Food and Dining

 

When you think about what goes into making a mint julep, you probably envision something like what Karla Plotts, the mixologist at the Evan Williams Bourbon Experience, does behind the bar.

“I start off with eight nice-sized mint leaves,” Plotts said while gently plucking mint leaves from the stem. “Nice and bright-green, crisp. Then I add my sweetener.”

She then proceeds to muddle the mint.

“The goal here is just to get the oils of the mint to work with the syrup,” Plotts said, before hand-grinding ice into pebble-sized chunks. Then, she grabbed the bourbon.

“From here, I’m going to leave the ice to sit for a second,” she said. “Pour an ounce and a half to two ounces, again it’s a matter of your preference.”

The julep is then garnished with more mint and served.

But industry numbers show that RTD — or ready-to-drink — cocktails are on the rise. Over the last year, sales of canned cocktails have risen by five percent, with half the total sales coming from supermarkets.

There are a few reasons for this: convenience, a growing interest in cocktail culture and a precedent set by the craft beer market.

But that means the preparation for these drinks looks a lot less like the scene at Plotts’ bar, and more like what’s happening at Flavorman, a beverage development company in Louisville company.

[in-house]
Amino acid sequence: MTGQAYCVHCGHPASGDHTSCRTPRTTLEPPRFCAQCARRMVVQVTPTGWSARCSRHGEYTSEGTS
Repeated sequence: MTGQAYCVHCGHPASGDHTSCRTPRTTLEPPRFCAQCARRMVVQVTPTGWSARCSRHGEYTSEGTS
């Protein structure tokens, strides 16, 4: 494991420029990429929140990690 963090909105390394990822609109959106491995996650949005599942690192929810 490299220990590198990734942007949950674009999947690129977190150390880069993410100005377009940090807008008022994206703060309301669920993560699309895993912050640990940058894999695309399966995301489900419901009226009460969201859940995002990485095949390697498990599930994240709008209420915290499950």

Inside The Flavorman Labs

Aaron Parker is the company’s chief operating officer; he points to a desk surrounded by tiny vials of liquid.

“So you’re going to get hit really hard by some smells in here, but this is Tom’s flavor lab,” he said, referring to the workspace of flavorist Tom Gibson.

Parker continued: “[There are] thousands of different aroma chemicals. Different flavors. Different fruit and vegetable components; he’s looking at all these things chemically and adding them into a flavor unit that may taste like a strawberry.”

Flavorman has helped develop brands like Jones Soda, Chiquita, and Crispin Cider — and they’re also helping companies step into the ready-to-drink cocktail space.

There are some confidentiality agreements that prevent Parker from disclosing with whom they are creating products.

But these products exist, they’re out on the market today,” he said.

According to Parker, the process of making these shelf-stable and on a commercial scale is more complicated than just tossing the ingredients in a can and hoping for the best.

You can hear more about the how they get a mint julep into a can in the audioplayer above.

Ashlie Stevens is WFPL's Arts & Culture Reporter.